City appropriates 50k for nonprofit
The budget is the constant x-factor on the minds of City Council members and their staff when making virtually any decision these days, especially those involving dollar signs.
But they voted six-to-one during the first session of 2010 on Tuesday in favor of bestowing ACT for Alexandria, a nonprofit foundation focused on increasing philanthropy throughout the city, with $50,000 for the ACTion Alexandria initiative to create a “customized online ecosystem for Alexandrians to engage and interact on civic matters,” according to a Council memo.
ACT Executive Director John Porter hopes the public-private initiative will propel more Alexandrians to take interest in “civic problem solving” through technology and translate their online visits into offline action through philanthropy and volunteerism.
“If this project does what we think it will do, it should prove very valuable and money-saving both in the short term and long term,” Porter said.
The total project costs $292,500 but ACT received a $102,000 grant plus another $100,000 committed from private sources, pending the city’s decision to spend the money.
Republican Councilman Frank Fannon, who has been outspoken about Council’s spending, voted against aiding the initiative, which a study claims would give the city a five-to-one return-on-investment ratio.
“One of my concerns is just allotting $50,000 of city money to go to this with the city budget we’re dealing with right now,” Fannon said. “It’s a good mission, but I’m concerned about putting forward $50,000.”
The money will come from an “unspent” state funding stream, according to a Council memo, though its availability is based on budget projections.
“We’re looking at a project that is slated to cost a quarter-million dollars … and the capabilities of the service that we’re looking to invest in right now is nothing short of extraordinary,” Councilwoman Alicia Hughes (I) said.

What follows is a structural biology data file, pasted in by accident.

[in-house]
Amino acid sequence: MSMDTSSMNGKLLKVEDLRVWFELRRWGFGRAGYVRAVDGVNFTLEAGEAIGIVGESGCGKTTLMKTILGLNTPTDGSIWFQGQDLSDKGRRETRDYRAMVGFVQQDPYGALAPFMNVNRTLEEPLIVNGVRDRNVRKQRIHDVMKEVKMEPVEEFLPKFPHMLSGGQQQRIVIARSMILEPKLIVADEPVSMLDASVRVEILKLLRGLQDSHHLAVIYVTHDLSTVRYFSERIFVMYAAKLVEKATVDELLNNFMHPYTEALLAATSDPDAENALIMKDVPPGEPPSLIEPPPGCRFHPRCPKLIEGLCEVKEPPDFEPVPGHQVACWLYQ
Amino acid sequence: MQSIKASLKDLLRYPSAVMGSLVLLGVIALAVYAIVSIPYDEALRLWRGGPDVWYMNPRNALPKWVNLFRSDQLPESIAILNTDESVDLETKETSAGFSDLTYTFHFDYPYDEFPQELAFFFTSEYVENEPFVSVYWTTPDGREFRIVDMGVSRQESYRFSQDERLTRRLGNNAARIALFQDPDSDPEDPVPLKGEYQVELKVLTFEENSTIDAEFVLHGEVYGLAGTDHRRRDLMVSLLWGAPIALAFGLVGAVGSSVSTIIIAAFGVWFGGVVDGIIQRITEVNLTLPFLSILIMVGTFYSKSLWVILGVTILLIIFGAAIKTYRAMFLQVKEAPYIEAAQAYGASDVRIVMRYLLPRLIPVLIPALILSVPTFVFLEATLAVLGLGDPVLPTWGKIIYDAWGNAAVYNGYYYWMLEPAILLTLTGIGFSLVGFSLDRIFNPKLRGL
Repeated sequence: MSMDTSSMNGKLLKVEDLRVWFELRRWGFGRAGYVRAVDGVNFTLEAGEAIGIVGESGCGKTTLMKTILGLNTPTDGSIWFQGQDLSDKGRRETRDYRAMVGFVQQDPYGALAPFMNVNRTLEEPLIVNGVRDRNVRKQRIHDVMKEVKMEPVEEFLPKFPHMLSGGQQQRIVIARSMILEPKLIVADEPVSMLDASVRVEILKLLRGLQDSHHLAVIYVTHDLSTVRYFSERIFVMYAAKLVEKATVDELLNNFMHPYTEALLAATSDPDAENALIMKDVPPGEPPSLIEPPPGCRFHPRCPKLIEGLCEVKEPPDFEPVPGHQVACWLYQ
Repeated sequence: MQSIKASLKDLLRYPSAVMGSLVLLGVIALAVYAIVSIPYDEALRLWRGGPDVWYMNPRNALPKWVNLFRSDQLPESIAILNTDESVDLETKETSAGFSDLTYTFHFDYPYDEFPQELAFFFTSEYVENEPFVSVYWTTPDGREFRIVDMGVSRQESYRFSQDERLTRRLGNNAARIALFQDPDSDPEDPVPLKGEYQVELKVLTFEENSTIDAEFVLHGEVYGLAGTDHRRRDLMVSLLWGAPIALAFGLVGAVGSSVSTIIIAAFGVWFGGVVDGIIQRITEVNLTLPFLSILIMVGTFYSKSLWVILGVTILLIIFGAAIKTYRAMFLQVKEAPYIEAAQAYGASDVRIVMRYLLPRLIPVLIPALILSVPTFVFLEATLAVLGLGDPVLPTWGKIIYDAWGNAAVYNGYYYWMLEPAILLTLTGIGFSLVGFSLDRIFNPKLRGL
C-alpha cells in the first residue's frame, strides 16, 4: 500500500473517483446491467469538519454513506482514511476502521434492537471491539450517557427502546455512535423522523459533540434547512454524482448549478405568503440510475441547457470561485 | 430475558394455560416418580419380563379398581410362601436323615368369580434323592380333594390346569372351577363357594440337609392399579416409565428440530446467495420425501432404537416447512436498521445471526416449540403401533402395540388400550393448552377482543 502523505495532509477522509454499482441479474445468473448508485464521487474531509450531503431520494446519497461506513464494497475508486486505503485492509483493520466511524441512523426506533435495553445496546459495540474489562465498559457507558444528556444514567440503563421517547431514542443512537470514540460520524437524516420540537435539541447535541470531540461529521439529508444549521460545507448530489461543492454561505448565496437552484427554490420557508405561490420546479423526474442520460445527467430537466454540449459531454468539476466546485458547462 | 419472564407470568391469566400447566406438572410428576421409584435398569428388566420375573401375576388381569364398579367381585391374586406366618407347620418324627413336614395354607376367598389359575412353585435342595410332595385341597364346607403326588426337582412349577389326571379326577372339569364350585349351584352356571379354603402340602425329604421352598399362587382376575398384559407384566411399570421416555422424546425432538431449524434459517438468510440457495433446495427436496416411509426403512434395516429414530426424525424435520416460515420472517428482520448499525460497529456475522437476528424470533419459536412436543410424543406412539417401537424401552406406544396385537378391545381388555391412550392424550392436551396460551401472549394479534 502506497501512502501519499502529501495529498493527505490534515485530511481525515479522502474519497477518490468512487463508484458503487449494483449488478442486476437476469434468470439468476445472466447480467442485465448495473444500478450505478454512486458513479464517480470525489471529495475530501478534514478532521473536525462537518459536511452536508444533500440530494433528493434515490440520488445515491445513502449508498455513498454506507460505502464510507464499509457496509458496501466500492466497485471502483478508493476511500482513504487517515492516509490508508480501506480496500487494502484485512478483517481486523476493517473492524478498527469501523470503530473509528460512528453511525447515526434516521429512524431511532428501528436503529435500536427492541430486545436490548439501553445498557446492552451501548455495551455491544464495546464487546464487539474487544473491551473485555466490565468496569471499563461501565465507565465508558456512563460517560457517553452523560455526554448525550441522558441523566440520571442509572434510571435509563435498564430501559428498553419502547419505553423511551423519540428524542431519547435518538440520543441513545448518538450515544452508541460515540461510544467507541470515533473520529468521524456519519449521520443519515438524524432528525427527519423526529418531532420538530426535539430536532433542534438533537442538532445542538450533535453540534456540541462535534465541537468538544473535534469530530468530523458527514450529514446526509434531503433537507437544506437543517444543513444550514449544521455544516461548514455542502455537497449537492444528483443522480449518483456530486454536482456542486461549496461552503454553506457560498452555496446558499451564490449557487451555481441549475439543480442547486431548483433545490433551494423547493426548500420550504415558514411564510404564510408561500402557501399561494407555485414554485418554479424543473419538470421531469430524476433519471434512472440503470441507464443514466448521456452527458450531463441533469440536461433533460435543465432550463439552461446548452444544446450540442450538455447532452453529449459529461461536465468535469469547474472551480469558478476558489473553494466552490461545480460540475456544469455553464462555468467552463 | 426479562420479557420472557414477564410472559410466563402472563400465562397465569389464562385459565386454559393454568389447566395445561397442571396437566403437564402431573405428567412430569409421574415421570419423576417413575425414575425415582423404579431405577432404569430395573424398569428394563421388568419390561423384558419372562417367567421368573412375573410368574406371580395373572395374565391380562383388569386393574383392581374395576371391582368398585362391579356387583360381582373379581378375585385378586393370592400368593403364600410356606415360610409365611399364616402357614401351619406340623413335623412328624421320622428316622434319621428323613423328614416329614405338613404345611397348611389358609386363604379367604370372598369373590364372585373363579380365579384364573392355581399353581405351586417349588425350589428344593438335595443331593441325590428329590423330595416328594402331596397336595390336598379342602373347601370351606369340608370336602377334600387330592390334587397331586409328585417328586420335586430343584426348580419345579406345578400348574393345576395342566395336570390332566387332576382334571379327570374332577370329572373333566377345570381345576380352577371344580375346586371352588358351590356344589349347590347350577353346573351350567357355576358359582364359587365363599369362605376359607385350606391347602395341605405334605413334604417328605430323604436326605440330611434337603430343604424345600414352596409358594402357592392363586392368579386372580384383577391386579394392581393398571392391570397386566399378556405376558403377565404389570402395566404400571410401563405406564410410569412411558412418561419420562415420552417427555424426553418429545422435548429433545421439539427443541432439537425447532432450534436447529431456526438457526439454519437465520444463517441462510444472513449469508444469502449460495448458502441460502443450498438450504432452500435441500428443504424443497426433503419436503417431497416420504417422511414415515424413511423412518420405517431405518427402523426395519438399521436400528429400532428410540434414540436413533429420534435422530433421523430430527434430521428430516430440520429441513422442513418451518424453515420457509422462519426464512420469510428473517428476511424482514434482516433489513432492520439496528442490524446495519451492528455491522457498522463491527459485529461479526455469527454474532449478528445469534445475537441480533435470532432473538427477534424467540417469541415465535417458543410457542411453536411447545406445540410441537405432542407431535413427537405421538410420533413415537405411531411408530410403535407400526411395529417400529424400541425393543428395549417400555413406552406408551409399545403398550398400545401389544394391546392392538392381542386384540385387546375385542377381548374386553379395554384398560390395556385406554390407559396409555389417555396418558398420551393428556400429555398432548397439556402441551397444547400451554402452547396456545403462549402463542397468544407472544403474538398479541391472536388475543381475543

Placing a Band-Aid over health department cuts
When the state handed down budget reductions to Alexandria last year, the Alexandria Health Department’s pharmacy program and its more than 7,600 clients found out that they would suffer from the cuts. City Council approved the pharmacy’s new structure on Tuesday when Vice Mayor Kerry Donley (D) called the solution a “Band-Aid” that will affect many Alexandrians who get prescriptions through the clinic.
The pharmacy lost state funding for all four of its full-time employees who filled 26,000 prescriptions for low-income residents last year. Council agreed Tuesday to maintain one position with budget money, but “ultimately it’s going to mean cut services because we’re not going to be able to pick up the slack,” Donley said.
Dr. Lisa Kaplowitz, the Health Department’s director, said she will use the pharmacist to help transition the center’s clients to other affordable options, like those at Giant, Target and other big box stores that offer pharmaceutical services.
“We’ll link people with prescription assistance programs, but it will no doubt have a dramatic effect on our clients,” Kaplowitz said.
The elimination of the program’s pharmacists, who served both state-mandated and un-mandated city health programs, will begin March 31, causing a trickle-down effect on their clients whose health will be negatively affected without the ability to obtain medicine.
“You don’t have the money, the state doesn’t have the money, we don’t have the money,” Councilwoman Del Pepper (D) told Kaplowitz. “It’s going to be a stumbling block.”
Fire department receives two awards for station
Fire Chief Magazine and the Fire Industry Research Organization honored members of the Alexandria Fire Department with two separate awards for The Station at Potomac Yard, a structure that has received national attention for its melding of affordable housing with the modern, state-of-the-art facility.
Fire Chief Adam Thiel accepted the plaques the Bronze Award from Fire Chief for the architecture and the Superior Design award from FIERO along with other members of the department and Mayor Bill Euille.
The Station at Potomac Yard was the first fire station built in the city in 30 years when it opened in October. The mixed-use structure combines the first-floor municipal station with a small retail space and 64 units of affordable and workforce rental housing on the top four stories.
A delegation from Delaware toured the facility Wednesday to learn about the benefits the “innovative” station could bring to their jurisdiction, Captain Luis Santano said.